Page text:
Addressing The Stigma Surrounding HIV/AIDS
HIV/AIDS ≠ Death Sentence
Grammy-nominated rapper DaBaby was recently filmed at his concert making several erroneous statements regarding gay individuals with HIV. His exact words were,
"If you didn't show up today with HIV, AIDS or any of them deadly sexually transmitted diseases, that'll make you die in two to three weeks, then put your cellphone lighter up ... Fellas, if you ain't s***ing d**k in the parking lot, put your cellphone lighter up.
Most people were quick to spot the homophobic nature of these comments and took to Twitter to express their disapproval. Almost everybody, including celebrities like Madonna, jumped on this bandwagon and DaBaby became yet another victim of the prevailing cancel culture overnight. But more importantly, I believe this incident brought the issue of HIV/AIDS misinformation to light and exposed the need for educating the masses.
An example of this would be explaining the difference between HIV and AIDS to those who use these words interchangeably or consider them two separate diseases. HIV (human immunodeficiency virus) is the pathogen that is responsible for attacking our immune system meanwhile AIDS is the infection that results after HIV has progressed to Stage III. The virus, itself, lies dormant for a long period (up to 10 years) before it reactivates and starts to target the immune cells. Therefore, you can have HIV in your body but that doesn't automatically translate to having AIDS.
However, the real problem stems from this misinformed notion that HIV only affects gay men. Perhaps, its portrayal in history is to be blamed since AIDS was often represented as a "gay disease" back in the '80s. As a matter of fact, it took Lady Diana shaking hands with AIDS patients across the world to refute this theory that HIV could spread through contact.
Indeed, the first batch of HIV cases were identified in gay men but a virus doesn't discriminate between men with different sexualities. It's no wonder the number of heterosexual people with HIV has increased steadily ever since. Yes, HIV does affect gay men disproportionately in developed nations like the US but that's more to do with the nature of intercourse between men rather than the virus targeting these people.
Moreover, stigmatizing HIV makes it hard for gay men to access healthcare or feel comfortable enough to share their concerns with professionals. In a survey carried out by the Kaiser Family Foundation on 431 gay and bisexual men, 61% of the participants said they rarely bring up HIV when visiting their doctor. Additionally, around 30% of the participants reported feeling uneasy discussing sexual behaviours with doctors. Sadly, it seems false ideas surrounding HIV have ingrained themselves into our lives thereby fostering discriminatory beliefs regarding the gay community. These beliefs, in turn, hinder widespread HIV testing (especially in heterosexual individuals) and perpetuate self-hatred in those who test positive.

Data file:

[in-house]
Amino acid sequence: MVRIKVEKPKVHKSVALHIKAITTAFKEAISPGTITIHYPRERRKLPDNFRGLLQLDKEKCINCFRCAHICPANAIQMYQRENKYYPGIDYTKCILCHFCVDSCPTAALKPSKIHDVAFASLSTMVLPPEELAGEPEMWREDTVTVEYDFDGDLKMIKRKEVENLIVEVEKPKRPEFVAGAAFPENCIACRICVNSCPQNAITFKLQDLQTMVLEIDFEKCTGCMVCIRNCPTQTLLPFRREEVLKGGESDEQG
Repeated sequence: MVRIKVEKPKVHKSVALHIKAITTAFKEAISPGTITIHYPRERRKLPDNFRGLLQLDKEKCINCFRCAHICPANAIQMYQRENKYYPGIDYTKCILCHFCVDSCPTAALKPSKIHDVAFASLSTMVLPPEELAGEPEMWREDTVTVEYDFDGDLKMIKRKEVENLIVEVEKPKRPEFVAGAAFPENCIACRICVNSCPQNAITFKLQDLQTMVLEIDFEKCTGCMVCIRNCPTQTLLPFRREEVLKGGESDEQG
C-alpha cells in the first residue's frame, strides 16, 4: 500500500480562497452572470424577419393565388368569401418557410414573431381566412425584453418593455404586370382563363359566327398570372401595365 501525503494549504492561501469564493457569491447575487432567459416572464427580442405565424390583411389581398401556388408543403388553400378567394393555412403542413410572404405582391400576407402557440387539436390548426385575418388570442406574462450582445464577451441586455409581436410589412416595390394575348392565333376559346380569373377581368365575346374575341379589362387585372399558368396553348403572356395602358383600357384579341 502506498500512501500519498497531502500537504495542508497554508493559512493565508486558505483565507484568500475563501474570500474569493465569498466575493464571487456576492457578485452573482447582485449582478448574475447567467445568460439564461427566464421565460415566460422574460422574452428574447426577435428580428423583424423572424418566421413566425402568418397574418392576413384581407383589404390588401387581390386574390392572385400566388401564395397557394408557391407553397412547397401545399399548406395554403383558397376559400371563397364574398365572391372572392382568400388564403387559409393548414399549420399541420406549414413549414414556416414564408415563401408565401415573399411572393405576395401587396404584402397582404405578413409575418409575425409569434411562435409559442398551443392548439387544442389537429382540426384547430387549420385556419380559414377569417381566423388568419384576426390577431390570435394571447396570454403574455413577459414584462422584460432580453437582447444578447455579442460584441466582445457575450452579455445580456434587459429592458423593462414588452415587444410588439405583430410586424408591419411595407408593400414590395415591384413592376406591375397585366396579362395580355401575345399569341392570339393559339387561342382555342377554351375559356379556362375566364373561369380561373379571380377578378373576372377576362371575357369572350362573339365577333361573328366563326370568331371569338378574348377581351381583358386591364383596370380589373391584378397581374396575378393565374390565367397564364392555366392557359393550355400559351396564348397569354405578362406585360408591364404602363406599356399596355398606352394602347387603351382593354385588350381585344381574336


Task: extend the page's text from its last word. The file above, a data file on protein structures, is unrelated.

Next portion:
Yet another inaccurate viewpoint expressed in DaBaby's assertion was the actual progression of AIDS. While it certainly was a debilitating disease (and remains to a large extent), advances in medicine have ensured a better prognosis. Especially with the new anti-retroviral drugs and continuing research on pharmacological interventions, quality of life has significantly improved. Quite simply, nobody will "die in two to three weeks" and believing such assumptions doesn't help those patients trying to maintain a positive outlook towards life. Equating HIV with some sort of a death sentence puts them at an increased risk of having suicidal thoughts. In fact, research carried out on 185,000 people currently living with HIV/AIDS worldwide determined they are 100 times more likely to die by suicide compared to the general population.
Not only this but a lack of understanding about topics relevant to HIV also needs to be tackled. As reported by the KFF survey, a large proportion (54%) of gay & bisexual men don't know about starting antiretroviral drugs immediately after getting their diagnosis. Furthermore, a whopping 74% don't possess any knowledge about prophylactic use of antiretrovirals to lower their risk of contracting HIV.
Undoubtedly, it's hard for HIV-positive people to imagine navigating the treacherous path of openly accepting their diagnosis. They actively try to hide this sensitive piece of information and if anything, DaBaby's comments have proved that we have a long way to go before the discrimination well runs dry.
In my humble opinion, open dialogue is probably the only way we can confront this issue head-on. This extends over to DaBaby as well and I was pleased to see 11 HIV/AIDS organizations offered to educate him about the condition. Truth be told, we all need sensitivity training to be able to support those around us struggling to comprehend HIV as a possibility.
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